Joan Osborne: The ever-versatile singer has toured with the Dead and the Funk Brothers. Talk about two disparate acts. Now the “One of Us” hitmaker is on the road promoting her new album, “Songs of Bob Dylan.” The opening “Tangled Up in Blue” might sound too slavishly Dylanesque but most of the other 12 songs are given a delectable bluesy and Southern soul vibe. It reminds us that the Brooklyn-based singer is originally from Kentucky. Oh yeah, she’s performed with Dylan, too, dueting on “Chimes of Freedom” for a 1998 TV show “The ‘60s.” (7:30 p.m. Fri. The O’Shaughnessy, St. Catherine University, St. Paul, $22-$47,

U2: Last seen in town giving an unforgettable outdoor performance at TCF Bank Stadium in 2011, the Irish mega-band is taking its Joshua Tree 2017 Tour indoors to the new Vikings facility with a giant video production and other cool extras in store to mark the 30th anniversary of its most celebrated album. Added bonus: Beck opens fresh off a fun Palace Theatre show. See our extensive U2 previews at (7:30 p.m. Fri., U.S. Bank Stadium, only $165 seats remain.)

Yes Featuring Jon Anderson, Trevor Rabin, Rick Wakeman: Yes, there are two versions of Yes, each with vintage members, on tour. Anderson was the voice, Wakeman the keyboard wiz and Rabin the one who guided them into a more commercial realm in the 1980s in the “Owner of a Lonely Heart” era. (8 p.m. Fri. Treasure Island Casino amphitheater, Red Wing, $47-$67.)

Poco: The long-standing country-rock band has had a few different eras. The early years are now often referred to as the Richie Furay days when the group released “You Better Think Twice” and “A Good Feelin’ to Know.” Next came the Timothy B. Schmitt days (before he left to join the Eagles) followed by adult-contemporary heyday with the big hit “Crazy Love,” sung by cofounder/pedal steel guitarist Rusty Young. He’s still in Poco along Minnesota-raised Jack Sundrud, among others. (7 & 9:30 p.m. Fri. Dakota, $40-$65,

Prof Outdoors 4: It’s not trying to be Soundset, and that’s one of many things that has made this outdoor hip-hop marathon a popular annual tradition, in keeping with the playfully whack but shrewdly wise character that is Prof. The beloved Minneapolis rapper, who’s been laying low for a lot of the year and is probably ready to burst, has assembled another interesting lineup that includes the live debut of Shredders, a Doomtree offshoot featuring P.O.S., Sims, Lazerbeak and Paper Tiger. Also aboard are Kansas City vet Mac Lethal, Flying Lotus-affiliated New York duo the Underachievers, Minneapolis wiz kid Finding Novyon and more. (4 p.m. Sat., Cabooze Plaza, 913 Cedar Av. S., Mpls., all ages, $25-$30,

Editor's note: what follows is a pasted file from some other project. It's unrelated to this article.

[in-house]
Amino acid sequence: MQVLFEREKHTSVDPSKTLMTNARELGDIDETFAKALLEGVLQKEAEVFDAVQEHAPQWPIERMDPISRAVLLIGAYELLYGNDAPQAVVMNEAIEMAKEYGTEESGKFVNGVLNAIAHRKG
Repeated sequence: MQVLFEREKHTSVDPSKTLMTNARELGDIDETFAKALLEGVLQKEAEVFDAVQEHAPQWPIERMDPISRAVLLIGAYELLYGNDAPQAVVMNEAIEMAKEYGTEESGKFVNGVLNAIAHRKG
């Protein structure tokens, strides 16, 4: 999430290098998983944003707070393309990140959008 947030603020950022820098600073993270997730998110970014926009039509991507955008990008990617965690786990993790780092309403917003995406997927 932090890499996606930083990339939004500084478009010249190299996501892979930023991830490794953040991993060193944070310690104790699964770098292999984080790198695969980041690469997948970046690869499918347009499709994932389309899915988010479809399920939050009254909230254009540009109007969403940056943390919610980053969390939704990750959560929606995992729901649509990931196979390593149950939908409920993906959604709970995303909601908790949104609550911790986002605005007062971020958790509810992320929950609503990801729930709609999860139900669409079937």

Brian Just Band: One of the Twin Cities’ craftiest purveyors of ’60s-flavored paisley pop, Just is celebrating a new album, “Changing Traffic Lights,” nicely layered with strings and horns to flesh out the sweet psychedelica and featuring a sweet title track that originated with his dad back in 1973. (8:30 p.m. Sat., Turf Club, $9-$12.)

Oh Wonder: Coming off like a less-annoying but equally sugary alternate-version of Matt and Kim, this London-based boy/girl piano-pop duo has been heard everywhere from a Trivago TV commercial to a Lil Uzi Vert’s song “Landslide” and is making more of a name for itself with its new sophomore album “Ultralife.” (7 p.m. Tue., First Avenue, all ages, $27.50.)

The Toasters: After Joe Jackson produced their debut EP in 1985, this New York ska band has enjoyed an unusually long, cultish career under the leadership of Englishman Robert “Bucket” Hingley. This year it’s touring with a 10th anniversary edition of its album “One More Bullet.” (9 p.m. Wed., Triple Rock, $12.)

Thao Nguyn: After touring with her namesake band last year touting their acclaimed record “A Man Alive,” the adventurous leader of Thao & the Get Down Stay Down is out on a solo tour spotlighting her hook-laden songwriting and knack for unique instrumentation, including electric mandolin and banjo. (8 p.m. Wed., Cedar Cultural Center, all ages, $20.)

X: Many of the first generation of punk-rock bands imploded or folded long ago. Not X, Los Angeles’ greatest contribution to the punk world. Exene Cervenka and John Doe penned poetic words and delivered offbeat harmonies. Billy Zoom cranked speedo rockabilly-inspired guitar riffs, and drummer D.J. Bonebrake and bassist Doe provided pile-driving rhythms. In ’98, the classic lineup reunited. Now celebrating its 40th anniversary, X still sounds spot on. (8 p.m. Wed. First Avenue, Mpls., $25,

Roger McGuinn: His signature 12-string Rickenbacker guitar put the jingle-jangle in the Byrds sound. McGuinn was the voice behind “Turn Turn Turn,” “Eight Miles High” and “Mr. Tambourine Man.” In concert, the 75-year-old raconteur spins fascinating tales about Bob Dylan, Tom Petty, the Byrds and being a rock ’n’ roll star. Listen now to what he says — and sings. (8 p.m. Thu. Pantages Theatre, Mpls., $39-$109,